It nonetheless points out how Baker’s affairs came to its attention during investigations into “financial flows arising” from the illicit gold and tobacco trade. 

“SARS has reason to believe that these illicit financial flows involve money laundering activities and that Mr Baker is implicated in these activities.

“According to the relevant material SARS has, to date, uncovered, it has reason to believe that through Mr Baker’s involvement in, inter alia, the money laundering activities, he has generated vast amounts of income ranging into billions of rands.

“The income was not declared to SARS and no taxes were paid thereon.”

The Baker case is based in large part on money laundering operations already documented by amaBhungane in past reporting, and the taxman’s court papers spectacularly corroborate and expand on a number of our reports on Baker and the characters surrounding him.

Read more in Daily Maverick: R3bn ‘fraudulent, intentional tax evasion’: An in-depth account of how Sars busted tobacco & gold plunder network

Half of the case against Baker relates to Inracom, a company that has never paid tax but which managed to receive over R2-billion in its bank account from a variety of known role-players in the underground financial world and then pay it forward to yet more known operators.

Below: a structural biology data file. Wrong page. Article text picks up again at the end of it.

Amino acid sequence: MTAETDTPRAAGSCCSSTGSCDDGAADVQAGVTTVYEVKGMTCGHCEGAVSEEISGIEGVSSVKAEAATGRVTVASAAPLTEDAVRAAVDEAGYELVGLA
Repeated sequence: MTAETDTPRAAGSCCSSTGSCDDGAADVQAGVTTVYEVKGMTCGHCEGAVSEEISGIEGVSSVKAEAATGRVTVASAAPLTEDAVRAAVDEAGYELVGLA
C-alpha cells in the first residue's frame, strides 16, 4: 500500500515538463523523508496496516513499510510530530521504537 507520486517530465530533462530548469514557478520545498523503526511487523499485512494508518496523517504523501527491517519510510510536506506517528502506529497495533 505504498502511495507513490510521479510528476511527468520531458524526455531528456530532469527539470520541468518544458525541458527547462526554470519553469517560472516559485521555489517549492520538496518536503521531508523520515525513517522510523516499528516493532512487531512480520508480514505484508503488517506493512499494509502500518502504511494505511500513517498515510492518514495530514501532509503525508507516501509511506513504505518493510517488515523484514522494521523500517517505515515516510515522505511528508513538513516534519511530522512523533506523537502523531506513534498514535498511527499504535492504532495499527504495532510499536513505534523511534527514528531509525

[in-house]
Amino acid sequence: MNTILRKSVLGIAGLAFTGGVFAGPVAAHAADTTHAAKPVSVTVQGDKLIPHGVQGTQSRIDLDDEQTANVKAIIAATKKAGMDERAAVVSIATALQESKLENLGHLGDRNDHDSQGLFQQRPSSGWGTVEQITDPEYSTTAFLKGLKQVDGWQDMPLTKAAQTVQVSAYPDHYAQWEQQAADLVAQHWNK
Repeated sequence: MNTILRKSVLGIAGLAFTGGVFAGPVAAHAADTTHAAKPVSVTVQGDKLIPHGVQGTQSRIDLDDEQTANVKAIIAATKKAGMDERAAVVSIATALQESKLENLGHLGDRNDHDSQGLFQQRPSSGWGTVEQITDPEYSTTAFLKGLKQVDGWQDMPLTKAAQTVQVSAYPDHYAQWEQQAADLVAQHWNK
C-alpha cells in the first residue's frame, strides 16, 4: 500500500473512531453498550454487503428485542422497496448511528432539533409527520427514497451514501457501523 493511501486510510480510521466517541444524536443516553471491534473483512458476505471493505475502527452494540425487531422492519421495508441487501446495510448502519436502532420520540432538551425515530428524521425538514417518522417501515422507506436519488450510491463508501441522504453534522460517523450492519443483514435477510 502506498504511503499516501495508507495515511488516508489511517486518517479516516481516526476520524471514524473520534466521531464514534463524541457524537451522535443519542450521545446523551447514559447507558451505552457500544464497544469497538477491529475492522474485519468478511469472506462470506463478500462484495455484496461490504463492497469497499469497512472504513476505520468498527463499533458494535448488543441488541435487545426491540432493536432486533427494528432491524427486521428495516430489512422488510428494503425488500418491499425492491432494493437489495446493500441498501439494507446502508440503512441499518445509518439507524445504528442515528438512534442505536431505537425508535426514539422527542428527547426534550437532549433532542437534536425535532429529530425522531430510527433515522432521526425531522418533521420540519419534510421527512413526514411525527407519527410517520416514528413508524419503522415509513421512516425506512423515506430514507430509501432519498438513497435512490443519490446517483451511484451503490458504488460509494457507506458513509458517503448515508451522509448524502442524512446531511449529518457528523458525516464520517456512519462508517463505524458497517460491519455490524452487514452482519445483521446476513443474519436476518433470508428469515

The second part of the case, against Baker himself, is rooted in funds received by his offshore companies from South African companies that make up part of the local money laundering machinery amaBhungane has previously reported on.

And, opening another front, SARS is gunning for 10 properties and one luxury vehicle worth a collective R53,274,394 and ostensibly owned by a number of third parties, suspiciously bought for them by Inracom for no apparent reason.

Where the money came from

The SARS application provides details of where Baker’s mysterious untaxed income came from – or at least who was employed to get it to him.

In the case of Inracom, the vast majority of cash, just over R2-billion, came from a company called Metal Enhancors.

Its director at the relevant time, Gysbert Kriel, recently died but his widow told us that she has no idea what the company did. We have however encountered Metal Enhancors before, in our investigation into a colossal VAT fraud scheme revolving around gold refiner Rappa Resource, also owned by Baker.

Although not named in the story, Metal Enhancors was one of several smaller gold suppliers to Rappa in a scheme that involved disguising illicit gold as gold purchased as scrap, exporting it and then fraudulently claiming VAT refunds running into the billions.

At the very least, this means there is a possibility that the funds from Metal Enhancors paid to Baker’s Inracom came from Baker himself – the money Rappa paid Metal Enhancors for its gold.

Inracom would rapidly pay out the funds it received from Metal Enhancors and smaller creditors to a dizzying array of roughly 500 other companies.

As for the money tied to Baker directly, SARS is zooming in on payments made from various local bank accounts to three of his offshore companies: Aulion Global Trading and Premier Trading Group in Dubai, as well as Prodigy Trading in Hong Kong.